This topic contains 16 replies, has 7 voices, and was last updated by  Brittany Foster 1 year, 2 months ago.

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  • #12050
     Brittany Foster 
    Keymaster

    Breathing seems like something that should be so simple. Breathe in, breathe out. Sounds easy doesn’t it? For those with pulmonary hypertension, it’s not as easy as it sounds and most of the time, it’s not what we show to the outside world.

    After suffering with an acute flare up of difficulty breathing this past weekend and a hospital admission, I realized how much I struggle each day to simply inhale and exhale on my own. In order to exchange gases properly in a day, it takes huge amounts of work and time consuming treatments.

    I require supplemental oxygen to bring my oxygen level in my blood to a “normal” level. I use a bipap machine during the day and at night to give my muscles a rest and get rid of any extra carbon dioxide I have been retaining during the day. I take inhalers to open up my upper airways to avoid any unnecessary obstruction of airflow. I have recently added four breathing treatments a day that last for 15 minutes each just to avoid bouts of bronchial spasms and constriction in the throat which would limit the air I am able to bring into my lungs.

    Many of the ways in which I am able to breathe are not seen on the outside, especially if I do not have my oxygen on. Many do not realize that oxygen is far from the only treatment allowing me to properly take air into my lungs and release it.

    What are some treatments you have to do during the day to breathe properly? Do you require supplemental oxygen to help your oxygen saturations remain “normal”? Do you use breathing treatments and inhalers? Do you use cpap/bipap? Are you on medications to help open up your airways?

  • #12053
     VK 
    Participant

    I am lucky that I am early stage (and stable at that) enough to only need lifestyle modifications.

    I sleep on my side, which prevents OSA. I also do breathing exercises via singing (yes, there’s an Xbox app for that as well!).

    Also important: At work, I do not hesitate to inform my supervisor that “I’m too busy enjoying atmospheric oxygen” if she tries to add an additional project to my workload, which also helps.

    • #12062
       Brittany Foster 
      Keymaster

      Sleeping on my side makes a difference for me too ! Also I sleep propped up with a few pillows. For some reason I have a lot of trouble when sleeping on my left side.

      That’s interesting about the singing apps! I want to know if they have any apps that help give breathing exercises to help relax the chest muscles. I’d be interested in looking that up. Maybe something like meditation. Have you ever tried that?

  • #12065
     Robin Taylor 
    Participant

    Brittany, sorry to hear of your latest flare-up. It’s always in the back of my mind…if I don’t get my breathing under control during a rough day, that I’ll have to be hospitalized. Most days, my 5 liters of oxygen works wonderfully and I think I might even be able to reduce the flow. On others, when I have an allergy flare-up or if I catch a virus from ???, I have been using a essential oil blend from Young Living called RC (Doterra has one similar called Breathe Easy). At first, I put a couple drops on the floor of my hot shower, and it would ease the breathing through my nose (important when getting our O2 through the cannula, lol!). After a particularly stuffed nose a few weeks ago, I had the epiphany to put a couple of drops in a surgical mask and breathe it for 10 minutes…it worked great. I have checked with the docs to make sure it is ok for me. Essential oils can also be an irritant for some people, so it’s best to test a small amount to see if you are allergic to it. I’m always looking for a natural way to cope with my issues, there aren’t that many 😕.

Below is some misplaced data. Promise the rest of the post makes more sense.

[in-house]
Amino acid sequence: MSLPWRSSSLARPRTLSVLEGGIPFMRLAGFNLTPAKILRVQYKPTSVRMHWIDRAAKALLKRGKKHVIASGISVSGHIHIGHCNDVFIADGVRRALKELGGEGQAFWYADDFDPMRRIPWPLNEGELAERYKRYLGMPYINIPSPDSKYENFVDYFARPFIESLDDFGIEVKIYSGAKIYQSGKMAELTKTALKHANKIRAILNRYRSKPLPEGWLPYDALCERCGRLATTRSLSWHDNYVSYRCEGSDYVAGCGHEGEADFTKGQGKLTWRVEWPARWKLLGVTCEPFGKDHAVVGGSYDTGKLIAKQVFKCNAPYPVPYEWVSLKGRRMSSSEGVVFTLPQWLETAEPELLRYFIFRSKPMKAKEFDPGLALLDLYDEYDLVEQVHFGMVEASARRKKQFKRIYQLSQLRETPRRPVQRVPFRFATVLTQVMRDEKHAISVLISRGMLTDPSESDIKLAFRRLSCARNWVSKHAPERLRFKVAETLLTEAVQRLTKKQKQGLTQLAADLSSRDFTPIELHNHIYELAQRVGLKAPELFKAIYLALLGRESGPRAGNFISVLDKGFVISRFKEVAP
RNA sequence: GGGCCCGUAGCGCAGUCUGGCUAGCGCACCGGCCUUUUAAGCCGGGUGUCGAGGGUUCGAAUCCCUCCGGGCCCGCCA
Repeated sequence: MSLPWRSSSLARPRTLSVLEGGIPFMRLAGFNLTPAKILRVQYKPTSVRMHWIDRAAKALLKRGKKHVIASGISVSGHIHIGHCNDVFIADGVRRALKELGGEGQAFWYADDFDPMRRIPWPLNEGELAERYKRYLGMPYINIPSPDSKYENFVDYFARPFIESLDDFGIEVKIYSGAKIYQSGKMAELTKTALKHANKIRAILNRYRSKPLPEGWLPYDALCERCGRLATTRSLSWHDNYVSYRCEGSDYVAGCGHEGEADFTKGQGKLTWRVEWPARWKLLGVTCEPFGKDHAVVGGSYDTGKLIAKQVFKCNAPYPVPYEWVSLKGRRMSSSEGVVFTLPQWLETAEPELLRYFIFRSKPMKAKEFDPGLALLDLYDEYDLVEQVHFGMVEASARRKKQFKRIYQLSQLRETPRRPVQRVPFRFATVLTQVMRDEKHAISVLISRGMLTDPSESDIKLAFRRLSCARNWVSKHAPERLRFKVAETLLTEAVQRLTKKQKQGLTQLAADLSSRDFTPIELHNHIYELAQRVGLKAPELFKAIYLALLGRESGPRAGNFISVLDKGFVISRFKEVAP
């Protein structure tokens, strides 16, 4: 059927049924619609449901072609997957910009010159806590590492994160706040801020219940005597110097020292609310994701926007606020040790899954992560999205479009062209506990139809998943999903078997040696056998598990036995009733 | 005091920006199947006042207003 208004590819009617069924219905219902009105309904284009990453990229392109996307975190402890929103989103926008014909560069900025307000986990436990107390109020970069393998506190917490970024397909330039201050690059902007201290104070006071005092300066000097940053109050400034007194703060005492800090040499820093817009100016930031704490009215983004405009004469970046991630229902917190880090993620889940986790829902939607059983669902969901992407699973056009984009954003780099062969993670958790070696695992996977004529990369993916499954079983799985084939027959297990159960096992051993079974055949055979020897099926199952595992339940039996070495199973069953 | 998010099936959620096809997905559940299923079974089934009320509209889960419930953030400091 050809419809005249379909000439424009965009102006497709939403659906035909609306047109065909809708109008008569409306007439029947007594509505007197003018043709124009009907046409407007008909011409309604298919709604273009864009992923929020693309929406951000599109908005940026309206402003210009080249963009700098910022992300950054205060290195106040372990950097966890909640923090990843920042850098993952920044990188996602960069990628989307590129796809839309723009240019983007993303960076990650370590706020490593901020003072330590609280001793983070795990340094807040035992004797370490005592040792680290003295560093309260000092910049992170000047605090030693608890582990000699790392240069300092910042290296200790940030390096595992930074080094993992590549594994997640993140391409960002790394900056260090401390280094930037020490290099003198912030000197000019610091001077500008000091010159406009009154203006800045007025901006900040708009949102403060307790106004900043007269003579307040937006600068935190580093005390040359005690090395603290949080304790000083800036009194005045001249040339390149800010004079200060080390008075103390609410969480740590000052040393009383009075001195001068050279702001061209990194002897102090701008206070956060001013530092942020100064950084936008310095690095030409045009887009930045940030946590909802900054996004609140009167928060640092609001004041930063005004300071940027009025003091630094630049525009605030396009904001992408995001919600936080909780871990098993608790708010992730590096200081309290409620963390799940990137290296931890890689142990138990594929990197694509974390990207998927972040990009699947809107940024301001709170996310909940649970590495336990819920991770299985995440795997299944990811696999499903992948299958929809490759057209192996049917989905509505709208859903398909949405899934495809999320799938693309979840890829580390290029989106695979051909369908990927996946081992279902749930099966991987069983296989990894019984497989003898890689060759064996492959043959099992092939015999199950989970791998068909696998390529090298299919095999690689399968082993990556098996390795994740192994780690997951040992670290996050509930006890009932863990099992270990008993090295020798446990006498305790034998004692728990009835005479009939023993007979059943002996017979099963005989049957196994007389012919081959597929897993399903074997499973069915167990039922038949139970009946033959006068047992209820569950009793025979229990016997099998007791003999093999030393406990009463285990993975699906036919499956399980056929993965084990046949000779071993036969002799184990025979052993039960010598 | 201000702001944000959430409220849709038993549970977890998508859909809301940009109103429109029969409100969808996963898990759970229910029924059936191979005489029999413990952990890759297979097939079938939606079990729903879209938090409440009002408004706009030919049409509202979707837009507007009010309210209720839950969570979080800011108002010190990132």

Also, since my sats drop very quickly during exercise, I do deep breathing exercises while on the treadmill. (Breathe in deeply through the nose, blow out slowly through pursed lips) I can keep them from dropping lower than 82-85 (still pretty low, but I don’t have side effects).

    • #12068
       Brittany Foster 
      Keymaster

      Hi Robin ,
      I get the same way with exertion. Even with the oxygen on my levels will drop to the 80s. It’s hard because people assume I am “fine” if I just wear my oxygen. But that’s not the case. There’s so much more to my treatment plan that just supplemental oxygen therapy.

      Thanks for the great tips on the essential oils! I would love to give that a try. The breathing exercises while doing some type of exercise is also a great idea!

  • #12071
     Ann Goddeyne 
    Participant

    I also find that my stats drop rapidly when I start moving. I don’t need oxygen when I am sitting but if I walk any distance I have to use it. In the last year I started with flow of 2 on pulse and am now at 6 with continuous flow. I switched to liquid O2 but can only get about 1 1/2 hrs Has any one else seen this rapid decline? Or is this normal? Am going for my 3rd right heart cath this time with exercise to see if my doctor can figure it out.

    • #12072
       Brittany Foster 
      Keymaster

      HI Ann,
      I get like that too and have undergone so much testing to try and pinpoint the problem. They found out that mine is a combination of not enough blood flow circulating to the body which limits the amount of oxygen being carried and blood perfusion to the extremities. And it’s also my lungs not exchanging the air properly because of how restricted they are. I have something called central hypoventilation which means that I am not breathing enough with exertion which is because my body is lacking the signals that trigger breathing response ! They ended up finding out a lot with two different types of cardiopulmonary exercise testing. One was with a heart cath and the other with a breathing machine to analyze breathing patterns. I have cheyne stokes respiration. I’m sure there’s a lot to research in what I just said ! Lots of medical terms !